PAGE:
Bisbee's Heritage Stairs
Found all throughout Bisbee are a variety of concrete stairs connecting the city center with the residential homes and the businesses with each other and everything with the nearby mines that were crucial for Bisbee's existence and propensity. Originally wooden steps made throughout the late 1800s, the Works Progress Administration (WPA) came to Bisbee in the 1930s and replaced the steps with concrete ones. There are around 1,000 staircases, with a total of about 30,000 steps.
Backstory and Context
"One of Bisbee’s most magnificent architectural achievements are the countless concrete stairs that cling to the steep canyonsides Lack of flat land and the need for miners and bosses to reside near their workings led to the construction of hundreds of hillside homes beginning in the late 1870s. The owners and occupants of the irregularly shaped, sometimes nearly vertical, parcels had to develop dependable routes to reach their properties. The sturdy early Bisbeeite initially relied on precipitous trails featuring switchbacks. However, these winding inclines soon proved impractical as they were difficult to maintain and became slippery in wet weather. Next, the clever canyonside dwellers constructed a network of wooden stairs, often resembling ladders! The wooden stairs provided straight up-and-down access to the dwellings from the canyon floor. This, however, changed in the 1930s. Many of the major concrete stairways we still see today were constructed during the 1930s by the Works Progress Administration, one of the Federal Government’s back-to-work programs. ‘WPA’ was often pressed into the concrete or tagged on an embedded bronze plaque. It is still common for nice houses to be situated on a parcel that is accessible only by climbing 100 or 200 steps to reach the front door! Come explore our stairs...there are thousands of them!"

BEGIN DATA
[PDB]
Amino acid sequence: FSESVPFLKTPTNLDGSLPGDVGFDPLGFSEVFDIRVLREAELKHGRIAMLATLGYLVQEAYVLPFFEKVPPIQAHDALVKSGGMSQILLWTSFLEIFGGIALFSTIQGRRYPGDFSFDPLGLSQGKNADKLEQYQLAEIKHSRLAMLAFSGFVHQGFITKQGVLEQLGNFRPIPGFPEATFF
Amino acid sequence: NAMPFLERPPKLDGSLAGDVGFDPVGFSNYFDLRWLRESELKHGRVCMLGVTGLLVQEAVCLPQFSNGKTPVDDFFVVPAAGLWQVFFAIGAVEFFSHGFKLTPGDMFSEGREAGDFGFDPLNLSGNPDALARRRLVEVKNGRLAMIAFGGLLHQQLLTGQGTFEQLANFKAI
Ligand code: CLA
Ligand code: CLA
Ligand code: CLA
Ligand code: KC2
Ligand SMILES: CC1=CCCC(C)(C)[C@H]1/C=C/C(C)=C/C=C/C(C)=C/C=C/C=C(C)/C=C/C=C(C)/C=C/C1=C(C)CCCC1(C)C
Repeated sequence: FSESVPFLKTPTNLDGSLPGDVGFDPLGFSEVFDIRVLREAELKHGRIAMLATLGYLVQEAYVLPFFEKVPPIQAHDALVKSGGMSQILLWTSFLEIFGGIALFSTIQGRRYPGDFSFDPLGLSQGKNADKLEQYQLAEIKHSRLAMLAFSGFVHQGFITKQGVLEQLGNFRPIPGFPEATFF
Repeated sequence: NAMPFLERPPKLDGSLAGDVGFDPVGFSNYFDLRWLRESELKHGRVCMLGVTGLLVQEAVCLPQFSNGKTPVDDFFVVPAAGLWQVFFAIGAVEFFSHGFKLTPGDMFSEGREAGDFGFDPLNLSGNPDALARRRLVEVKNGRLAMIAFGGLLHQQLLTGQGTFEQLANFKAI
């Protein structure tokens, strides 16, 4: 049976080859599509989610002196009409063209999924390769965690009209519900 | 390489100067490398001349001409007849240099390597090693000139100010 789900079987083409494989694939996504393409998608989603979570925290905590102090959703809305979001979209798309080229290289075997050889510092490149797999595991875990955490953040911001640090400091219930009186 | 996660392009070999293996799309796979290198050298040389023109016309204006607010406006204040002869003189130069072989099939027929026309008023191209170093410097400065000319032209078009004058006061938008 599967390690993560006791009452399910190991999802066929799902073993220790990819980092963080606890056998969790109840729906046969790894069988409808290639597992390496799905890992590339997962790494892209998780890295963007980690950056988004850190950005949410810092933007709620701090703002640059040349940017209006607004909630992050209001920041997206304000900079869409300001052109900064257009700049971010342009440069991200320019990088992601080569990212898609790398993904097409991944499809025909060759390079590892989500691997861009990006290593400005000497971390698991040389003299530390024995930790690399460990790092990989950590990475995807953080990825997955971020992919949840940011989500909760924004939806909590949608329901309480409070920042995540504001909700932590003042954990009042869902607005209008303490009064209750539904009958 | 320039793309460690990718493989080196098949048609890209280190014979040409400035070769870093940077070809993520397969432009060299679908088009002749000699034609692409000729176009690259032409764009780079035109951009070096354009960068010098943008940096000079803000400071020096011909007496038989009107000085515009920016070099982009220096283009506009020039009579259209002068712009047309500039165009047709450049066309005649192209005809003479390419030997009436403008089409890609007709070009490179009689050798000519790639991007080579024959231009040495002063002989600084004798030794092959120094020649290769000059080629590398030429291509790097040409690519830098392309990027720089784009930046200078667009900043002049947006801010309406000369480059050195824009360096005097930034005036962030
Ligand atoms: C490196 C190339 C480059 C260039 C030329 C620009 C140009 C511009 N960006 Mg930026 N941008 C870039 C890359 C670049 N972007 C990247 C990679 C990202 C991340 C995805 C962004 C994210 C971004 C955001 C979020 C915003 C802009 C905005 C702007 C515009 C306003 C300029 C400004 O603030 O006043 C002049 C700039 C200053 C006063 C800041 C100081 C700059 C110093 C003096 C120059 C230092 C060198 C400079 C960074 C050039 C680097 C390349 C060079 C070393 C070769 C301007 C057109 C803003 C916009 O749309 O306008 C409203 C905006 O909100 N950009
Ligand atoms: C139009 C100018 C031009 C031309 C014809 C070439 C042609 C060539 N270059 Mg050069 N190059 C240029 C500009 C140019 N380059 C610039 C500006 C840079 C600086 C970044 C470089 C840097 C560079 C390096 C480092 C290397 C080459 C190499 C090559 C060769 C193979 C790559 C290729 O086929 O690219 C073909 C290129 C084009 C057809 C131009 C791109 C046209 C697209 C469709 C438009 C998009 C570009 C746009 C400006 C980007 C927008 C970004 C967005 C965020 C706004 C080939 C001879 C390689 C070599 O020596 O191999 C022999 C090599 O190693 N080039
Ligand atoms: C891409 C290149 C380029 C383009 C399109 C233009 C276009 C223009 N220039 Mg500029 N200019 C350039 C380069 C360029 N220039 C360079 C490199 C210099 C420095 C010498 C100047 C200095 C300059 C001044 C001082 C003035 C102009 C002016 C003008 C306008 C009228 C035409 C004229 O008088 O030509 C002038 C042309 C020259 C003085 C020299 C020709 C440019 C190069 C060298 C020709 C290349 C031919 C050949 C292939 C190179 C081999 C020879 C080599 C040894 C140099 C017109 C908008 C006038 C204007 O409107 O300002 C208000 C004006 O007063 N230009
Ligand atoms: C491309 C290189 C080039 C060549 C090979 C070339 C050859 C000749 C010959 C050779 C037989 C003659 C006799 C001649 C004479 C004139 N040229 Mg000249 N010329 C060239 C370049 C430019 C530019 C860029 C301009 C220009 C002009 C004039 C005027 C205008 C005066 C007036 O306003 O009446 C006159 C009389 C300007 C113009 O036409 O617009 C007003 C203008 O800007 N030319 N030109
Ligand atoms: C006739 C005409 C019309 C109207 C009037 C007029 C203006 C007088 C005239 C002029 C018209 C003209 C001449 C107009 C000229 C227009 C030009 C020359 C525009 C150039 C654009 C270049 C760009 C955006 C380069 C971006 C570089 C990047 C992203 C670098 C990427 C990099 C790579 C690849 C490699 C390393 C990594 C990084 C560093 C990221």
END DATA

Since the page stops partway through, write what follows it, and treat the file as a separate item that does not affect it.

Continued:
27 years ago, the town of Bisbee began their own Ironman competition, "The Bisbee Climb 1000" and an Ice Climb to commemorate both the town's historic stairs and the ice deliverymen who had to climb these steps throughout the years.